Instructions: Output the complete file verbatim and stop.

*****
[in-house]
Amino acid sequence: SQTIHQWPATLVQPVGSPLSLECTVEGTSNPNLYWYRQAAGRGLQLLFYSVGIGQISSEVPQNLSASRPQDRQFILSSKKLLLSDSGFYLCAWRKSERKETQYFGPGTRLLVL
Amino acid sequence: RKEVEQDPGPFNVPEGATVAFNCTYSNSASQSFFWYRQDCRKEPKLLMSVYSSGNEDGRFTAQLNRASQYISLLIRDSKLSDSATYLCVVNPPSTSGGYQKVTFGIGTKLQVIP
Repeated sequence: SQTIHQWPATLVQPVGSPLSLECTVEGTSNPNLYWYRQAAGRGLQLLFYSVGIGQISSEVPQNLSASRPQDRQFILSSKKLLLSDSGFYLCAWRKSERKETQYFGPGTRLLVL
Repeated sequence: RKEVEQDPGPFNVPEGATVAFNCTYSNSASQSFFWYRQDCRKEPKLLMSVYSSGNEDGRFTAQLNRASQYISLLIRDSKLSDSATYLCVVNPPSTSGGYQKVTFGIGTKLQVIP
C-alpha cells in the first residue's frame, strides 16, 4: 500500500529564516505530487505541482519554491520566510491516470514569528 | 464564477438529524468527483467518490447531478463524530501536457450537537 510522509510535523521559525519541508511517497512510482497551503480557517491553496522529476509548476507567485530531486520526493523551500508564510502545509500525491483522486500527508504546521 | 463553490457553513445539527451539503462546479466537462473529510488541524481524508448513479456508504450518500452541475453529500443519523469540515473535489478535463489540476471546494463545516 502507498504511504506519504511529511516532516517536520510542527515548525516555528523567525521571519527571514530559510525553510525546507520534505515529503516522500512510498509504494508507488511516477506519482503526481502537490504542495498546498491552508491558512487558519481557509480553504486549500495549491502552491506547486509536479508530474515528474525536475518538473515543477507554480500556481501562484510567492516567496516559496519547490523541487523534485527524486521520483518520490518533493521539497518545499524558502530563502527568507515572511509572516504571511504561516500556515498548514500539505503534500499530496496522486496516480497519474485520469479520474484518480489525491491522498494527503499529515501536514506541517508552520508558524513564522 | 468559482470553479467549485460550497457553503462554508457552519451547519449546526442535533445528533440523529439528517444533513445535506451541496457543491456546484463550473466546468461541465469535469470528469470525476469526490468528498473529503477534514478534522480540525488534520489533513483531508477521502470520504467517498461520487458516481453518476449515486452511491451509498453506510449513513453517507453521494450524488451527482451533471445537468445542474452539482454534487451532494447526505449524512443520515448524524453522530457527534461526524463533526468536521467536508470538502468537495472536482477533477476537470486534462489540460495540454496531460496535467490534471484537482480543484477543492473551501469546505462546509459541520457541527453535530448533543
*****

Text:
[in-house]
Amino acid sequence: SQTIHQWPATLVQPVGSPLSLECTVEGTSNPNLYWYRQAAGRGLQLLFYSVGIGQISSEVPQNLSASRPQDRQFILSSKKLLLSDSGFYLCAWRKSERKETQYFGPGTRLLVL
Amino acid sequence: RKEVEQDPGPFNVPEGATVAFNCTYSNSASQSFFWYRQDCRKEPKLLMSVYSSGNEDGRFTAQLNRASQYISLLIRDSKLSDSATYLCVVNPPSTSGGYQKVTFGIGTKLQVIP
Repeated sequence: SQTIHQWPATLVQPVGSPLSLECTVEGTSNPNLYWYRQAAGRGLQLLFYSVGIGQISSEVPQNLSASRPQDRQFILSSKKLLLSDSGFYLCAWRKSERKETQYFGPGTRLLVL
Repeated sequence: RKEVEQDPGPFNVPEGATVAFNCTYSNSASQSFFWYRQDCRKEPKLLMSVYSSGNEDGRFTAQLNRASQYISLLIRDSKLSDSATYLCVVNPPSTSGGYQKVTFGIGTKLQVIP
C-alpha cells in the first residue's frame, strides 16, 4: 500500500529564516505530487505541482519554491520566510491516470514569528 | 464564477438529524468527483467518490447531478463524530501536457450537537 510522509510535523521559525519541508511517497512510482497551503480557517491553496522529476509548476507567485530531486520526493523551500508564510502545509500525491483522486500527508504546521 | 463553490457553513445539527451539503462546479466537462473529510488541524481524508448513479456508504450518500452541475453529500443519523469540515473535489478535463489540476471546494463545516 502507498504511504506519504511529511516532516517536520510542527515548525516555528523567525521571519527571514530559510525553510525546507520534505515529503516522500512510498509504494508507488511516477506519482503526481502537490504542495498546498491552508491558512487558519481557509480553504486549500495549491502552491506547486509536479508530474515528474525536475518538473515543477507554480500556481501562484510567492516567496516559496519547490523541487523534485527524486521520483518520490518533493521539497518545499524558502530563502527568507515572511509572516504571511504561516500556515498548514500539505503534500499530496496522486496516480497519474485520469479520474484518480489525491491522498494527503499529515501536514506541517508552520508558524513564522 | 468559482470553479467549485460550497457553503462554508457552519451547519449546526442535533445528533440523529439528517444533513445535506451541496457543491456546484463550473466546468461541465469535469470528469470525476469526490468528498473529503477534514478534522480540525488534520489533513483531508477521502470520504467517498461520487458516481453518476449515486452511491451509498453506510449513513453517507453521494450524488451527482451533471445537468445542474452539482454534487451532494447526505449524512443520515448524524453522530457527534461526524463533526468536521467536508470538502468537495472536482477533477476537470486534462489540460495540454496531460496535467490534471484537482480543484477543492473551501469546505462546509459541520457541527453535530448533543